I have a friend who refers to my cooking as art. Pretty cool huh? I’m not talking about the actual food I make, which is, believe me, awesome, most of the time, I think. He’s referring to the way with which I go about the process. You see to me, going all the way back to the beginning of my career, cooking was always fun. Even on the worst days, fighting a savage hangover on my umpteenth double shift in a row, the act of cooking was always fun. When it stopped being fun I untied my apron strings and walked away. Truth be told I didn’t cook anything of value or worth consuming, for a long time after that day. Ask my wife, she suffered through that psychological drought more than I did. I didn’t start cooking in earnest, with any kind of regularity, again until a global pandemic brought my ass to the unemployment line and I found myself with a glut of time and nothing to do, well nothing that my sober self needed to be doing anyways. Point being we’re chasing a high, that, at it’s best can change your life. It needs to be fun, or it’s just another empty dopamine dream. That’s the title of my never to be produce alt-country album “Dopamine Dreams.”

We’re going to throw an wrench into the works. You can follow what I do to the letter, and for the most part you will enjoy palatable, fulfilling meals. That being said, my way isn’t the only way. Not by a long shot. You do however, need rules, and guidelines, so you can break them. I have a tattoo on my left hand that read’s “Rauxa.” The Catalan value for reckless. On my right forearm, I have the counterpart “Seny,” the Catalan value for grounded. Michelin three star rated chef Farran Adria, born in Catalonia, Spain, displayed the these values at what was at one time considered the best restaurant in the world, El Bulli. In the celebrated history of their restaurant they redefined what cooking means, never repeating a single dish in the entirety of their history. The work at El Bulli registered a max reading on the richter scale of the culinary arena, the aftershocks of which can still be felt today. The techniques they developed, or the rules they broke would not have been possible without a solid foundation to lean upon. Their world was about balance, and so to can yours be. It may sound like a broken record but this speaks to #1, don’t be scared.

(Side note: You want to be cool at your next appropriately distanced social event? Refer to your cooking as three star, your friends may think you’re being humble but your fellow culinary cohort will know you’re referring to the highest honor the culinary world can bestow upon a chef, THREE Michelin stars. If you’re afraid of sounding arrogant referring to your buffalo chicken dip or whatever you happen to make, in this manner, good, you’re embracing the mindset. Just don’t over do it.)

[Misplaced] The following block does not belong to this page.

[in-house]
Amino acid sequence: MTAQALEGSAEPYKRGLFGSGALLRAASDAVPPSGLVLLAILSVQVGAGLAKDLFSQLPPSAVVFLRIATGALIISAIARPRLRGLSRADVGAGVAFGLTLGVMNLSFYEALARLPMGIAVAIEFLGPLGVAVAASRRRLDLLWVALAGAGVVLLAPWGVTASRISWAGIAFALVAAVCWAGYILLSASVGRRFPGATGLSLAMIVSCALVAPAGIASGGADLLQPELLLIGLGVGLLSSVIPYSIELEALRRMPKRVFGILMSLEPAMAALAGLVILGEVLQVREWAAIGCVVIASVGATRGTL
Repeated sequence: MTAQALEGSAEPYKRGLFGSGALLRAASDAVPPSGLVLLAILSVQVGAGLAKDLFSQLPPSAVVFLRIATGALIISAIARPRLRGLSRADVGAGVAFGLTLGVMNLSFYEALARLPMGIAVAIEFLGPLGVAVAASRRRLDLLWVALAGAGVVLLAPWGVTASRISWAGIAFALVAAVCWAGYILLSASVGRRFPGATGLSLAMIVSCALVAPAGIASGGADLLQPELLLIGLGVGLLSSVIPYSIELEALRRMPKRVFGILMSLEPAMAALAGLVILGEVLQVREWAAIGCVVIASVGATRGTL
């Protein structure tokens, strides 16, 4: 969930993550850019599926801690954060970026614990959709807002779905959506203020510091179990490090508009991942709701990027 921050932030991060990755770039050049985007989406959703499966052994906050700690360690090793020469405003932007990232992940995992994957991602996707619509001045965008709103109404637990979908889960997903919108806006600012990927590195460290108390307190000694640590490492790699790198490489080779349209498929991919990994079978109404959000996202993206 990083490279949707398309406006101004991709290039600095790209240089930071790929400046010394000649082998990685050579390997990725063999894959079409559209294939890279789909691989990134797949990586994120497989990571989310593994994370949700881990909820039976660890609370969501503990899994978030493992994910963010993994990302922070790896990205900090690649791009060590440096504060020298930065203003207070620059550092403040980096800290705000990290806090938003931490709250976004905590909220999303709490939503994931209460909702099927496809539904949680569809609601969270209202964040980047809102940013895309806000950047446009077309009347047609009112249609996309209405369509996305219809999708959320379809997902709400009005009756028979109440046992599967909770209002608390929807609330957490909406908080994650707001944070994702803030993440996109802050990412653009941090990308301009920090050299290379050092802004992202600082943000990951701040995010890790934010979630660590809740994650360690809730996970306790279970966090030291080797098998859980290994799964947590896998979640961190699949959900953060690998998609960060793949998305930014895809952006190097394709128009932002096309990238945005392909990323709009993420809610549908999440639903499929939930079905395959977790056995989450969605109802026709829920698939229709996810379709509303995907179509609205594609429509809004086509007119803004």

I can promise you these people aren’t scared about screwing it up, or what the recipe says to do next, they told me so.
I can promise you these people aren’t scared about screwing it up, or what the recipe says to do next, they told me so.

(You thought it was going to be “4” didn’t you? Remember, we have rules so we can break them. Fear not I’ll be here to constantly remind you, and prod you along the way.)

Keep cooking. Even if you burn your house down, which will not be my fault. Grab a few steaks and cook them caveman style on the embers. Don’t give in to the temptations of fast food, or worse commercial grade pre-made meals. One of my favorite sounds in the world is the tone of Mike Ness, of Social Distortion’s guitar. He has a vaguely country, punk snarl that when it hits the right knows, socks me in the feels and brings a tear to my eye. There is no difference between that guitar note, and the food you’re capable of producing, with PRACTICE. Had Mike Ness given up at the first missed note all those years ago when he was learning to play the guitar, it would have robbed future me of one of the most intimate and joy inducing feelings I know. Don’t give up, keep cooking.

Retired chef, recovering alcoholic. The idea of a cookbook/memoir feels like a pipe dream. That being said I’m here test driving those thoughts anyways.

Get the Medium app

A button that says 'Download on the App Store', and if clicked it will lead you to the iOS App store
A button that says 'Get it on, Google Play', and if clicked it will lead you to the Google Play store